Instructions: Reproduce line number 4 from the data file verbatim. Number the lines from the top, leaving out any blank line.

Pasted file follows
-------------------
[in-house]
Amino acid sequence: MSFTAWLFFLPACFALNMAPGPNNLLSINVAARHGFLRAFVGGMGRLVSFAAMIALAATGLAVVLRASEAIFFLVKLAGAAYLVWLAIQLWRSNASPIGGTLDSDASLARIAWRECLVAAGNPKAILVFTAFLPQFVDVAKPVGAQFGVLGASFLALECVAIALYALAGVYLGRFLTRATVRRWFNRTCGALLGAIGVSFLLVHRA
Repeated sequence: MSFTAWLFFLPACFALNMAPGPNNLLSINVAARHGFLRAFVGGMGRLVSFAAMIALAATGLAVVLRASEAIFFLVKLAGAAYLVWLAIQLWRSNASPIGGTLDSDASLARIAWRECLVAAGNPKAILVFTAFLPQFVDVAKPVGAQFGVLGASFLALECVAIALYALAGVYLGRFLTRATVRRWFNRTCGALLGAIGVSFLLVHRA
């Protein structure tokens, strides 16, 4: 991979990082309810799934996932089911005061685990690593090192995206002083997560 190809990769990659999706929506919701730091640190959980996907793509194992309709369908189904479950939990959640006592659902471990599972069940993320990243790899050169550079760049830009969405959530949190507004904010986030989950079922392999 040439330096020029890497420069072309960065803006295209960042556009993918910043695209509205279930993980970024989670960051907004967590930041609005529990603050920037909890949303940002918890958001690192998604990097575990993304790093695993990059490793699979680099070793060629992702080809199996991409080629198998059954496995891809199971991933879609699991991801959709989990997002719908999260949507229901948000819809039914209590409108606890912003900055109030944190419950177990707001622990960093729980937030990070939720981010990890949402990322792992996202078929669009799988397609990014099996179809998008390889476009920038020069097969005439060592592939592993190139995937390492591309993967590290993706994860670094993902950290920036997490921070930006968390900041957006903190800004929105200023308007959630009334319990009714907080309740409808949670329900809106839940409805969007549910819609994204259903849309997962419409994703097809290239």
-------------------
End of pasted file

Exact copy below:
């Protein structure tokens, strides 16, 4: 991979990082309810799934996932089911005061685990690593090192995206002083997560 190809990769990659999706929506919701730091640190959980996907793509194992309709369908189904479950939990959640006592659902471990599972069940993320990243790899050169550079760049830009969405959530949190507004904010986030989950079922392999 040439330096020029890497420069072309960065803006295209960042556009993918910043695209509205279930993980970024989670960051907004967590930041609005529990603050920037909890949303940002918890958001690192998604990097575990993304790093695993990059490793699979680099070793060629992702080809199996991409080629198998059954496995891809199971991933879609699991991801959709989990997002719908999260949507229901948000819809039914209590409108606890912003900055109030944190419950177990707001622990960093729980937030990070939720981010990890949402990322792992996202078929669009799988397609990014099996179809998008390889476009920038020069097969005439060592592939592993190139995937390492591309993967590290993706994860670094993902950290920036997490921070930006968390900041957006903190800004929105200023308007959630009334319990009714907080309740409808949670329900809106839940409805969007549910819609994204259903849309997962419409994703097809290239």